Wednesday, September 11, 2013

Court Rejects Challenge To "In God We Trust" On Currency

In Newdow v. United States, (SD NY, Sept. 9, 2013), a New York federal district court rejected Establishment Clause and free exercise challenges by atheists and secular humanists to the government's placing of the words "In God We Trust" on U.S. currency. The court held that "the inclusion of the motto on U.S. currency satisfies the purpose and effect tests enunciated in Lemon, and does not violate the Establishment Clause." In rejecting challenges under the free exercise clause and RFRA, the court concluded:
While Plaintiffs may be inconvenienced or offended by the appearance of the motto on currency, these burdens are a far cry from the coercion, penalty, or denial of benefits required under the "substantial burden" standard.
(See prior related posting.)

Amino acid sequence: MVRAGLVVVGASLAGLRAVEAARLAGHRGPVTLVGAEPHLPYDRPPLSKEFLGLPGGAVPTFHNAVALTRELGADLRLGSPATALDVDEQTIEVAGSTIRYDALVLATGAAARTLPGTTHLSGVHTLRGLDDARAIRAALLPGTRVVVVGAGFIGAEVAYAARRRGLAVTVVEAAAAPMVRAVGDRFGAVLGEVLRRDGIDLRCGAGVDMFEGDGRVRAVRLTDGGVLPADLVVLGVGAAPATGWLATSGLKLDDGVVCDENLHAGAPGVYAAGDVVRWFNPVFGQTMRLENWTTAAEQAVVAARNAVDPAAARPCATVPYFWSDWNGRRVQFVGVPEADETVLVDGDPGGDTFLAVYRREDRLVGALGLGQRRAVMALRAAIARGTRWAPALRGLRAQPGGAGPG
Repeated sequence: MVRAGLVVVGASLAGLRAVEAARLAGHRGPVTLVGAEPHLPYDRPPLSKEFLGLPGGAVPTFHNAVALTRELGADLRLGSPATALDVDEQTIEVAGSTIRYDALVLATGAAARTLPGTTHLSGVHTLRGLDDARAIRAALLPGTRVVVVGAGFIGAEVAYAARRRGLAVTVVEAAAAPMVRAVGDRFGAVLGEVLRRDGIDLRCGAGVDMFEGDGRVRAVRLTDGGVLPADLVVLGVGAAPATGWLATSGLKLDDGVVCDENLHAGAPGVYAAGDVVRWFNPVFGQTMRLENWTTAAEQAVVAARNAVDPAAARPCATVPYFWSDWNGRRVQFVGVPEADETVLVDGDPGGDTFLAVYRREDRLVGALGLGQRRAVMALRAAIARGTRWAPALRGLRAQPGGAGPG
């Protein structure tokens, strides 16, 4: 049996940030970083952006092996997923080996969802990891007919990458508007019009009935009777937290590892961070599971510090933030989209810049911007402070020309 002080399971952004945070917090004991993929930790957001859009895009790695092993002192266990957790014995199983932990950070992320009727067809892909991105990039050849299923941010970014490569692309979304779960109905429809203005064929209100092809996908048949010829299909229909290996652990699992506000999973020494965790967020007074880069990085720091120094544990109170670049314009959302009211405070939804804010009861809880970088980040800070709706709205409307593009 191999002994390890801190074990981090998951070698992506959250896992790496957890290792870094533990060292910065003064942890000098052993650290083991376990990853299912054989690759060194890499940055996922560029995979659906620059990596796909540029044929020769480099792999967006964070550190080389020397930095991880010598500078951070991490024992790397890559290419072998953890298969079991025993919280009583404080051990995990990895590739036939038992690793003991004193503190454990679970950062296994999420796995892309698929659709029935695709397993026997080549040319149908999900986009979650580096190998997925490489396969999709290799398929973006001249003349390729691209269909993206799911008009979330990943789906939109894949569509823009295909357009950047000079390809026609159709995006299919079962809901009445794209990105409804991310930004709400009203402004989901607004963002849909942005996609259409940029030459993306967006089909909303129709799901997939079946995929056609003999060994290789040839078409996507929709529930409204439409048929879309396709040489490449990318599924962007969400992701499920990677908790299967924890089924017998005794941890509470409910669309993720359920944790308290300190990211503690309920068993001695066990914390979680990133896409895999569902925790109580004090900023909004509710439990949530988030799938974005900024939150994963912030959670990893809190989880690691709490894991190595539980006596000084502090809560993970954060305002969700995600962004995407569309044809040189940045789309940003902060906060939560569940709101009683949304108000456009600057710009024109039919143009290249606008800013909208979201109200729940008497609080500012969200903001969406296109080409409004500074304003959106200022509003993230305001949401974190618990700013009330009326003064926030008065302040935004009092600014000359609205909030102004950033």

NobleStarr said...

You know it's going to be a bad decision when Judge Harold Baer, Jr. can't even quote the Establishment Clause correctly AND bites the poisonous apple when he states that "The Supreme Court has repeatedly assumed the motto's secular purpose and effect" -- which is blatantly false. Let's be honest: the motto is an expression of Christian dominion. It absolutely has a singularly religious purpose. As a secular nation, religion has no legitimate purpose in governmental affairs. "Solemnizing public occasions" is a sham secular purpose. There are an abundance of secular ways to solemnize public occasions. "Expressing confidence in the future" -- stretches our imagination beyond fiction. And "encouraging the recognition of what is worth" -- how does that not have the purpose and effect of advancing religion. Judge Baer's decision lacks an iota of credibility.

NobleStarr said...

I apologize. Yes, Judge Baer's correct that some members of the Supreme Court have expressed the opinion the IGWT motto has a secular purpose and effect, but NO the motto doesn't have a secular purpose and effect. It's purely a statement of religious belief which over 20% of Americans do not subscribe to.

jimbino said...

Doesn't there have to be a showing of "compelling gummint interest" before a person's religions-freedom rights are compromised?

I guess it's just enough to define the religious oppression as not "religious" at all. Like, moments of silence and yoga aren't religious, but fiddling with rosary beads is?